(Neither the Texas Governor’s office nor U.S. Customs and Border Protection responded to requests for comment.)
Such tactics have come under intense new scrutiny, especially after Daniel Foote, the U.S. Special Envoy for Haiti, resigned with an unsparing letter that was made public Thursday. Haiti, he wrote, cannot be burdened with thousands of “returned migrants lacking food, shelter and money without additional, avoidable human tragedy.”
President Joe Biden, who earlier this year condemned Donald Trump’s immigration policies as a “stain on the reputation” of the U.S., has so far failed in Congress and the courts to push through immigration reforms that, he had promised, would show the country as one that “welcomes immigrants.”
Instead, the Biden White House has maintained and defended some of the more iron-fisted actions taken under Mr. Trump, including the use of a public-health provision that, on pandemic grounds, allows for deportation without giving any resort to the asylum process. The “majority of migrants” are being expelled on that basis, Homeland Security Secretary Alejandro Mayorkas said on Monday.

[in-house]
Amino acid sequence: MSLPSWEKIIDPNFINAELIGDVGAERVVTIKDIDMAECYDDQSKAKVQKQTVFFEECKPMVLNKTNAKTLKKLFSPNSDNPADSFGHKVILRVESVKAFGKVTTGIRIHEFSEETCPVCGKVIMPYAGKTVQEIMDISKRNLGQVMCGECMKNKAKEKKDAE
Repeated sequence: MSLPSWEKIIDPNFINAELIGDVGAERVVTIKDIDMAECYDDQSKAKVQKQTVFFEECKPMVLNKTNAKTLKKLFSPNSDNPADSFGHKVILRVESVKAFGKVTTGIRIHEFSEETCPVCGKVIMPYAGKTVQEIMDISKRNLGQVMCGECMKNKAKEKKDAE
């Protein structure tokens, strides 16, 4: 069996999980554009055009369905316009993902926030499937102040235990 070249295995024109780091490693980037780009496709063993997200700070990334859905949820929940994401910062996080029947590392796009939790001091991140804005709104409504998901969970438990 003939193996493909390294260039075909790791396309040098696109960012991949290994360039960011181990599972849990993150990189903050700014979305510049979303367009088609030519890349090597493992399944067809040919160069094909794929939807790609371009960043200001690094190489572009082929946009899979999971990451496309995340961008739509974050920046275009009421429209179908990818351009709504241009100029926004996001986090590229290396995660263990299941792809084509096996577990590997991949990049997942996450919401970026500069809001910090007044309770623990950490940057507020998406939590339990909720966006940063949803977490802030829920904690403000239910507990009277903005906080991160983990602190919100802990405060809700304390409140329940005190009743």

Nearly 10,000 people have already been removed from beneath the bridge in Del Rio, and the White House has vowed up to three deportation flights a day. To date, however, most have been bused or flown to processing centres in other parts of Texas. At least a thousand have been released in Del Rio itself, the Texas town of 36,000 where humanitarian groups have struggled to help them find transportation elsewhere.
Pressure across the U.S. border with Mexico has intensified this year. A surge of people has been propelled northward from Central and South America, away from economic circumstances made more tenuous by the pandemic and toward the warmer intonations from Mr. Biden after years of Mr. Trump’s bombast.
In the past 11 months, U.S. authorities have already apprehended 1.5 million migrants along the country’s southern border, placing it on track to reach a two-decade high in seized migrants.
Authorities at the border say strong measures – including the controversial use of agents on horseback to block arriving migrants – are needed to avert even greater numbers.